Social Impact and CEO Reputation: The Fine Line

It takes a certain personality and approach to business to get to the top. You must have those positive attributes of drive, hard work, single-minded dedication, persistence and a refusal to listen to doubters and to those who’ve told you your dream is impossible. A colleague of Steve Jobs working on the first Macintosh computer in 1981, described Jobs as having a reality distortion field, a bubble Jobs lived in that shielded him from the normal fears that held back others. Jobs throughout his careers refused to accept limitations that stood in the way of his ideas, to convince himself that any difficulty was surmountable and that his ideas on so many different topics were the right ones.

Not every business leader will have this reality distortion field, but as your business grows more and more successful, it's all too easy to start to equate its success to your actions. There are many business leaders who have built something from nothing, achieved tremendous success, been championed and awarded by peers and there’s very few who wouldn’t let this go to their head and begin to believe their own hype. This is when, and why, it’s so important to have the right people around you. A reliable team of colleagues and advisors who can help keep you grounded and tell you what you need to hear, not what you want to hear.

For long term sustainable success you must be in tune with those people that matter to your success. For the modern CEO and founder this can be a difficult task. The stakeholder base you need to satiate has expanded exponentially. It now includes not just the traditional groups of shareholders, employees and customers but also activists, communities, more and more regulators, and a worldwide online population who have the power to shape your company’s reputation positively and negatively. Modern CEOs are expected to balance all these stakeholders and all their interests; it’s not an enviable position.

Leaders are under scrutiny for how they interact with society and the environment – and how they demonstrate impact and for more and more companies this isn’t just a nice-to-do; it’s a need to do as the regulatory landscape continues to evolve for businesses of all sizes towards a stakeholder-led approach to ensure business practices are aligned with societal and environmental goals. This shift in how CEOs and corporate leaders are measured on wider company impact is forcing many to take a stance on a myriad of issues they would have traditionally shied away from. It’s a fine line - balancing the company stance with diverse stakeholder views and indeed your own personal views.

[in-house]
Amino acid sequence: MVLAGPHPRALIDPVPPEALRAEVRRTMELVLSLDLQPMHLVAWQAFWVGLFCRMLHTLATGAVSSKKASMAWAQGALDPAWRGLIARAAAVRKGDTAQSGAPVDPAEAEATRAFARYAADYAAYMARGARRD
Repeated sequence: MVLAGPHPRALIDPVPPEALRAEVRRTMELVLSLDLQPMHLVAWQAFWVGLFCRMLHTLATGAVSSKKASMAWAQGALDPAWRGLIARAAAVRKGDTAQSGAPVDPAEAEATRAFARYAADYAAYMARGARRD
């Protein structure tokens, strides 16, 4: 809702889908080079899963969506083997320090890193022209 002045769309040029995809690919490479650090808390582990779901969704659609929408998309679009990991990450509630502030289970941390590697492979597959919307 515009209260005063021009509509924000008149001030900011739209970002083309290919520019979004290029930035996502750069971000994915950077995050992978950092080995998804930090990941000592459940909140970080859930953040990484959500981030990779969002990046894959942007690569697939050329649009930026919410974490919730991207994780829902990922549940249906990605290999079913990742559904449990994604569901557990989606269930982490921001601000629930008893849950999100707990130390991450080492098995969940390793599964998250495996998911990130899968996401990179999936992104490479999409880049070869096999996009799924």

One golden rule to help navigate these challenges is to always remember that business leaders should express the company’s opinion, not a personal one. When CEOs and other leaders synonymous with the business put their personal interests over the well-being of the company and its stakeholders, it can lead to unethical behaviour, poor decision-making, and a loss of trust amongst stakeholders. The best CEOs understand stakeholders’ opinions and what’s of material importance to them and they strive to bring stakeholders' thoughts and feelings into the room where decisions are being made. But there is a tightrope to be walked between addressing social issues and the duty a leader has to the company, its employees, and its wider stakeholders. You must be strategic in your engagement and communications to not create friction, reputation damage, and potentially jeopardise the commercial viability of your business.

CEOs can be outspoken on topics but only where relevant to their business and what’s expected of that business – an airline CEO can be outspoken against politicians and regulators in pursuit of cheaper fares, for example, a fashion company targeting eco-conscious customers can be outspoken on environmental issues. But you can’t and should not be all things to all people as you or your company cannot have the legitimacy or credibility in every space.

At times like this, companies must value clear communication and aligning stances with company values at all times. You must be strategic and consistent in how you tackle these challenges, and most importantly, you have to understand your stakeholder landscape. Do your research, map out the potential reactions, understand the impact, and prepare for backlash if there is a risk that you are willing to take with certain stakeholders. There is no one-size-fits-all answer here, and that’s why we have seen a number of business leaders get themselves into trouble. Good reputation governance means actions, communications, and ethical standards are in place to build, protect, and enhance company reputation in alignment with its values and stakeholder expectations.

Look at your words and actions through the lens of your reputation with your key stakeholders.

You must look in before you can speak out.

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